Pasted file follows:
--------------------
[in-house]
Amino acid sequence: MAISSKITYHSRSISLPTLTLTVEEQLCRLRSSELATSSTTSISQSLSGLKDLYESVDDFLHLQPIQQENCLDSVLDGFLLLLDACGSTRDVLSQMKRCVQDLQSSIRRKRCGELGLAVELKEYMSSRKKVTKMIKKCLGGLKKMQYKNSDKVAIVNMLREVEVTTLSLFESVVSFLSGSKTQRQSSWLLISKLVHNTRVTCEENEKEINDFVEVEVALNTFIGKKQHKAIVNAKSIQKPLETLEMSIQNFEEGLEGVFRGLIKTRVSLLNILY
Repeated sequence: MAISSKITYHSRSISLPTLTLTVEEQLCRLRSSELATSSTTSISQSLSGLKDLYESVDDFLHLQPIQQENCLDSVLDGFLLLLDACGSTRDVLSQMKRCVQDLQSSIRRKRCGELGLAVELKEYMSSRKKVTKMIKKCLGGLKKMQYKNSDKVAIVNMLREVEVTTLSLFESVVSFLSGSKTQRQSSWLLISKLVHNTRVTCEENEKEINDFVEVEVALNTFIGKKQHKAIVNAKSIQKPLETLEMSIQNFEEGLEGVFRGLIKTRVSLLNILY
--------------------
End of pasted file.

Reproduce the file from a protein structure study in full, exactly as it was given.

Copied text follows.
[in-house]
Amino acid sequence: MAISSKITYHSRSISLPTLTLTVEEQLCRLRSSELATSSTTSISQSLSGLKDLYESVDDFLHLQPIQQENCLDSVLDGFLLLLDACGSTRDVLSQMKRCVQDLQSSIRRKRCGELGLAVELKEYMSSRKKVTKMIKKCLGGLKKMQYKNSDKVAIVNMLREVEVTTLSLFESVVSFLSGSKTQRQSSWLLISKLVHNTRVTCEENEKEINDFVEVEVALNTFIGKKQHKAIVNAKSIQKPLETLEMSIQNFEEGLEGVFRGLIKTRVSLLNILY
Repeated sequence: MAISSKITYHSRSISLPTLTLTVEEQLCRLRSSELATSSTTSISQSLSGLKDLYESVDDFLHLQPIQQENCLDSVLDGFLLLLDACGSTRDVLSQMKRCVQDLQSSIRRKRCGELGLAVELKEYMSSRKKVTKMIKKCLGGLKKMQYKNSDKVAIVNMLREVEVTTLSLFESVVSFLSGSKTQRQSSWLLISKLVHNTRVTCEENEKEINDFVEVEVALNTFIGKKQHKAIVNAKSIQKPLETLEMSIQNFEEGLEGVFRGLIKTRVSLLNILY